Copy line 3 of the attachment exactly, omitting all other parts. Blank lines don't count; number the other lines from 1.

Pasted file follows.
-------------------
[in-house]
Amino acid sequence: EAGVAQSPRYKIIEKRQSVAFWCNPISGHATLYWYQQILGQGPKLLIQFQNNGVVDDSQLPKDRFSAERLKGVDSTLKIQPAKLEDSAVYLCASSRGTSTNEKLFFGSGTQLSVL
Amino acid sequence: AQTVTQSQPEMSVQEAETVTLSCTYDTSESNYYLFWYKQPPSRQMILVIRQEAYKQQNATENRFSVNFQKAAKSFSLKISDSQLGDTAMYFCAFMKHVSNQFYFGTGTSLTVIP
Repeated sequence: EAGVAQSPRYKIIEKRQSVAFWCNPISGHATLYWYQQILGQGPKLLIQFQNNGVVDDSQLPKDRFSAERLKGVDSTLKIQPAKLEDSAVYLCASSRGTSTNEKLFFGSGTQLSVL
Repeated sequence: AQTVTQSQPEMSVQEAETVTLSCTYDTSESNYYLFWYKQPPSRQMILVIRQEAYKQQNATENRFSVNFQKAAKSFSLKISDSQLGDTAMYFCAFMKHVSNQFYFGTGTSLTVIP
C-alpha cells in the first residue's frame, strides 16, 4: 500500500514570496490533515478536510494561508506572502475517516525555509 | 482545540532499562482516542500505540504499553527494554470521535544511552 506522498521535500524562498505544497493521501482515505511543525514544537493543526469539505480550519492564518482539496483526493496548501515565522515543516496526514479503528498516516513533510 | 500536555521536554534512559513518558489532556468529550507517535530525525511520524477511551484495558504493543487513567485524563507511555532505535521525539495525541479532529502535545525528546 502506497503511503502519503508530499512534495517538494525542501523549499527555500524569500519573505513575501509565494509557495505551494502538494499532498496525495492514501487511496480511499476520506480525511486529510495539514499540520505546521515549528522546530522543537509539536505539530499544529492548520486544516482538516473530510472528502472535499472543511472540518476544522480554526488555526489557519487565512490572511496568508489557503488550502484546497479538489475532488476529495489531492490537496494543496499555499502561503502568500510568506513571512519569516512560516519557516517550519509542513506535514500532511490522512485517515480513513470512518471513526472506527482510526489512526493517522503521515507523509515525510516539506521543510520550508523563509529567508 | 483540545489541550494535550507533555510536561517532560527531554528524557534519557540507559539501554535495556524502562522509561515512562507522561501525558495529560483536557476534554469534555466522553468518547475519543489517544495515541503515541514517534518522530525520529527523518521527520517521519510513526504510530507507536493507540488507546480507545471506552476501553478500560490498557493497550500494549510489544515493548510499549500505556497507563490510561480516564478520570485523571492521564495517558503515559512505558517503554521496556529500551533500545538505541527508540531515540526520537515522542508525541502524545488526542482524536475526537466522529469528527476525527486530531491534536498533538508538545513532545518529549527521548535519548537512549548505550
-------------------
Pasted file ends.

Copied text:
Amino acid sequence: AQTVTQSQPEMSVQEAETVTLSCTYDTSESNYYLFWYKQPPSRQMILVIRQEAYKQQNATENRFSVNFQKAAKSFSLKISDSQLGDTAMYFCAFMKHVSNQFYFGTGTSLTVIP